The problem addressed in this paper can be formulated as:

Problem 1: Design a discrete-time residual generator

r(z) = Hy(z)y(z)+Hu(z)u(z), where Hy/Huare linear

2013 European Control Conference (ECC)

July 17-19, 2013, Zürich, Switzerland.

978-3-952-41734-8/©2013 EUCA 1439

dynamic ﬁlters, so that ris robust against the uncertain time-

varying delay τkand disturbance vector d1.

To solve Problem 1, the inﬂuence of τkis transformed to

unknown input d2and together with d1decoupled by means

of EA technique, Hy/Hubeing observer-based ﬁlters.

III. TRA NS FO RMATI ON IN TO PO LYT OP IC UN CERTAINTY

Assume that τkcan be expressed as: τk=lT +δk≤¯τ,

where lis a known integer, ¯τis the upper bound of τkand

δk∈Ris the unknown varying part of τk, bounded by 0≤

δk< mT , with mbeing a known integer. In the next, assume

that m= 1. (The case when m > 1, is discussed in [13].)

If we assume that d1and fare constant during each time

interval T, that is a reasonable assumption from a practical

point of view, then the discrete representation of (1) is

xk+1 =¯

Axk+Γδk

0uc

k−l+Γδk

1uc

k−l−1+¯

Effk+¯

Ed1d1

k

¯

yk=¯

Cxk

(3)

where

¯

A=eAT,Γδk

0=

T−δk

R

0

eAtdtB,¯

Ed1=

T

R

0

eAtdtEd1

¯

C=C,Γδk

1=

T

R

T−δk

eAtdtB,¯

Ef=

T

R

0

eAtdtEf

Let ¯

B=RT

0eAtdtB, then it follows:

Γδk

0+Γδk

1=ZT

0

eAtdtB=¯

B(4)

Furthermore, using (3) and (4), and introducing a new

augmented state vector zT

k=xT

k(uc

k−l−1)Twe obtain

zk+1 =ˆ

Aτkzk+ˆ

Bτkuc

k−l+ˆ

Effk+ˆ

Ed1d1

k

yk=ˆ

Czk

(5)

where

ˆ

Aδk=¯

AΓδk

1

0 0 ,ˆ

Bδk=¯

B−Γδk

1

I

ˆ

C=¯

C0

0I,ˆ

Ed1=¯

Ed1

0,ˆ

Ef=¯

Ef

0

In this model, Γδk

1is strongly dependent on the uncertain

term δk. Therefore system (5) is an uncertain time-varying

system. The next step is to transform this model to an

uncertain polytopic system. This can be done by means of a

Cayley-Hamilton theorem based transformation.

A. Expressing the Uncertainty as Polytopes of Matrices

Let us ﬁrst consider the following theorem (see [14]):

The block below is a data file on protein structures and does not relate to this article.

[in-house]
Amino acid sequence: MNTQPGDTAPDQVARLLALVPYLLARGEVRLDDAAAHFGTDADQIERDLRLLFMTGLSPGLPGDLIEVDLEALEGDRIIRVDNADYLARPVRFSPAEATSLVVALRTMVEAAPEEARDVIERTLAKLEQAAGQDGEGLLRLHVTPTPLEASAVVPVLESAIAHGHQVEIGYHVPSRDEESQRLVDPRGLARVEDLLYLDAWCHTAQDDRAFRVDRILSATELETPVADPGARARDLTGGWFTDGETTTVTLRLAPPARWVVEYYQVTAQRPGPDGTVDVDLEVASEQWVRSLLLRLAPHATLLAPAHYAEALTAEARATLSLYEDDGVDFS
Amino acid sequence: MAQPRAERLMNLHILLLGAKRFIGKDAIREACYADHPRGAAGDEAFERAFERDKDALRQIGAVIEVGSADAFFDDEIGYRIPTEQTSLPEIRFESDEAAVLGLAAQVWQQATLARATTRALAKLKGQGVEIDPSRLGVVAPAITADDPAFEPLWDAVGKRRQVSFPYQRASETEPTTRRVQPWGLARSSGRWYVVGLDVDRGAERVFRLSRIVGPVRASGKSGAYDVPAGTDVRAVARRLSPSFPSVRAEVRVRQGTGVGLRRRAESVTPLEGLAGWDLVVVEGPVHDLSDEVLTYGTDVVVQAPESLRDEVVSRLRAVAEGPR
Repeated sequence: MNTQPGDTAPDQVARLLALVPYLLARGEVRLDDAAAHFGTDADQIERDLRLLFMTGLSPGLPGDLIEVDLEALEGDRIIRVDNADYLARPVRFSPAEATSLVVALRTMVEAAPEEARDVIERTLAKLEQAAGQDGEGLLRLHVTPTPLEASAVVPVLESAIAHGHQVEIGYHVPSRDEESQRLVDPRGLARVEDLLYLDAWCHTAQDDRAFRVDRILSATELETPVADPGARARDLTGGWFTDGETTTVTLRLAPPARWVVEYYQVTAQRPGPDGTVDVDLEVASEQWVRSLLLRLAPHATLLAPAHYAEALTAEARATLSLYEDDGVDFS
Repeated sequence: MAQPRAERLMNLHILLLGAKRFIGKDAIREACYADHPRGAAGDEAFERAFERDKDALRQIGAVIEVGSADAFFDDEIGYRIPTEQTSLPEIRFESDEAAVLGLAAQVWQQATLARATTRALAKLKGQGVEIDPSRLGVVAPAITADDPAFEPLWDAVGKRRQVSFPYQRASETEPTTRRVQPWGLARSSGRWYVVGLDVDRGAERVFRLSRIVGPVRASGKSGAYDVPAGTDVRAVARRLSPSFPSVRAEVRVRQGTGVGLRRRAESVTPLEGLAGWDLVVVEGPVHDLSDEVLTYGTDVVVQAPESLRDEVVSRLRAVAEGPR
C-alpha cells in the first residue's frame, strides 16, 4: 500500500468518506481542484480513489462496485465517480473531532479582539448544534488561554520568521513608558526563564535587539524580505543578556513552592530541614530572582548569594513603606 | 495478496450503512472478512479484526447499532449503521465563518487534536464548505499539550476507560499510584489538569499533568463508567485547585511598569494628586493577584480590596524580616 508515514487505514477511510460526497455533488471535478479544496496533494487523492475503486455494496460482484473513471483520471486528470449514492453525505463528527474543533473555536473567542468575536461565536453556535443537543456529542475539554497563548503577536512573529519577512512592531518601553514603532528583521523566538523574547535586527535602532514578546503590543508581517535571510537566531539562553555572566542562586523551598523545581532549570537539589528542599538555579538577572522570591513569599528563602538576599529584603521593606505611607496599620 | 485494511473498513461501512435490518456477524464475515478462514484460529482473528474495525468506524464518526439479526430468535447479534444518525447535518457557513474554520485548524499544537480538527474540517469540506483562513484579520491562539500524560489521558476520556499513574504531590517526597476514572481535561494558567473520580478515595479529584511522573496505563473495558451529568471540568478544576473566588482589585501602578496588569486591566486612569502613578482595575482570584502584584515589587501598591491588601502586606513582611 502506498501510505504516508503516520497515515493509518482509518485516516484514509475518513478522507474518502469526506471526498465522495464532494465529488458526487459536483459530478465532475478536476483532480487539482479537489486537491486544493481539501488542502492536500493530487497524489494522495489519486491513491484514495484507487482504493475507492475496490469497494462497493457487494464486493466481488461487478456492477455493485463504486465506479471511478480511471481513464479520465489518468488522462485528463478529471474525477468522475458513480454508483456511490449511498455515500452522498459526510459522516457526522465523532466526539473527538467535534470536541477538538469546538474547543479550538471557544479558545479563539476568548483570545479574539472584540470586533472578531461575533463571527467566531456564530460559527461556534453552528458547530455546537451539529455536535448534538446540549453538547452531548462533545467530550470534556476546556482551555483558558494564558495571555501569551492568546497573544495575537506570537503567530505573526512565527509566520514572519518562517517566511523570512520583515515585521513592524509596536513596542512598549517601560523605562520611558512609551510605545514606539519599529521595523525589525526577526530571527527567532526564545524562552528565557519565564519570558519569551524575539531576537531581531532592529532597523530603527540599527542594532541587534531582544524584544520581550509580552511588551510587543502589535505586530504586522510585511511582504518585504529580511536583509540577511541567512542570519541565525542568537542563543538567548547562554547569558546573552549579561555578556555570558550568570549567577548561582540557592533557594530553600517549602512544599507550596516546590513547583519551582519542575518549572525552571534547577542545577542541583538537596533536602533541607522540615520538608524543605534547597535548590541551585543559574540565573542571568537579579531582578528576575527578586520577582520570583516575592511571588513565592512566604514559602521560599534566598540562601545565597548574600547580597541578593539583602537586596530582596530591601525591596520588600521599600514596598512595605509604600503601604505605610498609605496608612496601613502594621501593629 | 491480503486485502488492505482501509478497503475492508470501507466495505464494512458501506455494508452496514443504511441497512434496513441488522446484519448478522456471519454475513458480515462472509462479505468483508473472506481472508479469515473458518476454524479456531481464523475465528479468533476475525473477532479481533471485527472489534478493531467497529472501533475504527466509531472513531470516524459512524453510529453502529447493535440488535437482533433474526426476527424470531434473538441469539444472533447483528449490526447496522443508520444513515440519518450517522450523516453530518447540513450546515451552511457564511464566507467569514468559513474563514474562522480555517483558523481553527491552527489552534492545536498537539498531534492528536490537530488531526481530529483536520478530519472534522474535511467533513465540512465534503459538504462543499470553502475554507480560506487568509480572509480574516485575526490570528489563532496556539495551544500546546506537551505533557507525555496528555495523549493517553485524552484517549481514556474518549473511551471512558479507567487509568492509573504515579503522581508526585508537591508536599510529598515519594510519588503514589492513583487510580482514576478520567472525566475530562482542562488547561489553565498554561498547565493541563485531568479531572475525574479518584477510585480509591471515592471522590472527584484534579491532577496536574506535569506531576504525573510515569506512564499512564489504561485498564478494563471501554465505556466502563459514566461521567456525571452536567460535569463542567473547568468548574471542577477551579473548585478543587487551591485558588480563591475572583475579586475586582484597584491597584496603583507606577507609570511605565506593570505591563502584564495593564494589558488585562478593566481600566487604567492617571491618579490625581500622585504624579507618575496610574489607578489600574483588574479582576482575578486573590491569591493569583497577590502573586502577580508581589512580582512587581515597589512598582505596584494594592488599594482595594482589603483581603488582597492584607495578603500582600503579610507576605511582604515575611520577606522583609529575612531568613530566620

Theorem 1: The characteristic polynomial of matrix Ais

p(λ) = det(λI−A) = λn+cn−1λn−1+...+c1λ+c0(6)

then eAtcan be written as

eAt=s1(t)I+s2(t)A+...+sn(t)An−1(7)

where si(t),1≤i≤nare solutions to the nth order

homogenous scalar differential equation

s(n)(t) + cn−1s(n−1)(t) + ...+c1s′(t) + c0s(t) = 0 (8)

satisfying the following initial conditions

s(i−1)

i(0)= 1, s(j)

i(0)= 0 for j6=i−1,0≤j≤n−1

Proof: The proof can be found in [14].

Based on theorem 1, proposition given in [13] is considered:

Proposition 1: The Cayley-Hamilton theorem based

transformation of Γδk

1can be expressed as follows

Γδk

1=

2n

P

i=1

µk

iUi(9)

where Uiare constant matrices and

2n

P

i=1

µk

i= 1, µk

i>0.

Proof: Using (7), we have

Γδk

1=

T

Z

T−δk

eAtdtB=

n

X

i=1

T

Z

T−δk

si(t)dt

Ai−1B

(10)

Deﬁne

smax

i= max

0≤δk≤TZT

T−δk

si(t)dt, i = 1,2,...,n

smin

i= min

0≤δk≤TZT

T−δk

si(t)dt, i = 1,2,...,n

then (10) can be rewritten as

Γδk

1=

n

X

i=1 αk

i,0smin

i+αk

i,1smax

iAi−1B(11)

where αk

i,0and αk

i,1are two time-varying unknown parame-

ters satisfying 0≤αk

i,0≤1,0≤αk

i,1≤1, and αk

i,0+αk

i,1= 1.

It can be veriﬁed that RT

T−δksi(t)dt, i = 1,2,...,n are

Lipschitz-continuous on 0≤δk≤T, i.e. they satisfy

ZT

T−δ1

k

si(t)dt −ZT

T−δ2

k

si(t)dt

≤κiδ1

k−δ2

k

∀δ1

k, δ2

k∈[0, T ], where κi, i = 1,2, ..., n are the Lipschitz

constants. Setting µk

2i−1=αk

i,0/n,µk

2i=αk

i,1/n,U2i−1=

nsmin

iAi−1B,U2i=nsmax

iAi−1B, then from (10) and

(11) proposition 1 yields.

Following proposition 1, it can be seen that the system (5)

can be rewritten to a polytopic uncertain system as follows

zk+1 = ˆ

A0+

2n

X

i=1

µk

iˆ

Ai!zk+

+ ˆ

B0+

2n

X

i=1

µk

iˆ

Bi!uc

k−l+ˆ

Effk+ˆ

Ed1d1

k

yk=ˆ

Czk

(12)

where

ˆ

A0=¯

A0

0 0 ,

ˆ

B0=¯

B

I,

ˆ

Ai=0Ui

0 0

ˆ

Bi=−Ui

0

and the rest of the parameters are the same with those in (5).

1440

B. Expressing the Polytopic Uncertainty as an UI

The uncertain parts of (12), where ˆ

Aiand ˆ

Biare known

constant matrices, µk

iis an unknown time-varying scalar

factor, can be approximated by a disturbance term as in [2]

2n

X

i=1

µk

iˆ

Aizk+

2n

X

i=1

µk

iˆ

Biuc

k−l=ˆ

Ed2d2

k(13)

where

ˆ

Ed2=hˆ

A1,..., ˆ

A2n,ˆ

B1,..., ˆ

B2ni

d2

k=µk

1zk, . . . , µk

2nzk, µk

1uc

k−l, . . . , µk

2nuc

k−lT

Now, the two unknown inputs d1

kand d2

kcan be lumped

together, and deﬁned to be dk. Correspondingly, the UI

distribution matrix ˆ

Ed. That is

dk=(d1

k)T(d2

k)TT,ˆ

Ed=ˆ

Ed1

ˆ

Ed2(14)

Taking the above notation into account, the design model is

expressed in terms of lumped unknown inputs as

zk+1 =ˆ

A0zk+ˆ

B0uc

k−l+ˆ

Effk+ˆ

Eddk

yk=ˆ

Czk

(15)

This model represents the discrete-time model of the orig-

inal system (1), that takes into account both disturbances

d1

kand uncertainties caused by electronic-induced delays

represented as an additional unknown input d2

k.

IV. PAD ´

EAPP ROXIM ATION

This section addresses another method to model the effect

of the time-varying delay τk. Only the necessary develop-

ments from [15] are recalled here. Let us assume that τk

can be represented by a time-varying piecewise continuous

(continuous from the right) delay τ(t) = τk,∀t∈[tk, tk+1).

In this sense, the system input (2) is expressed as

u(t) = uc(t−τ(t)) (16)

where uc(t) = uc

k,∀t∈[tk, tk+1)is the control signal.

A ﬁrst-order Pad´e approximation of the time-varying delay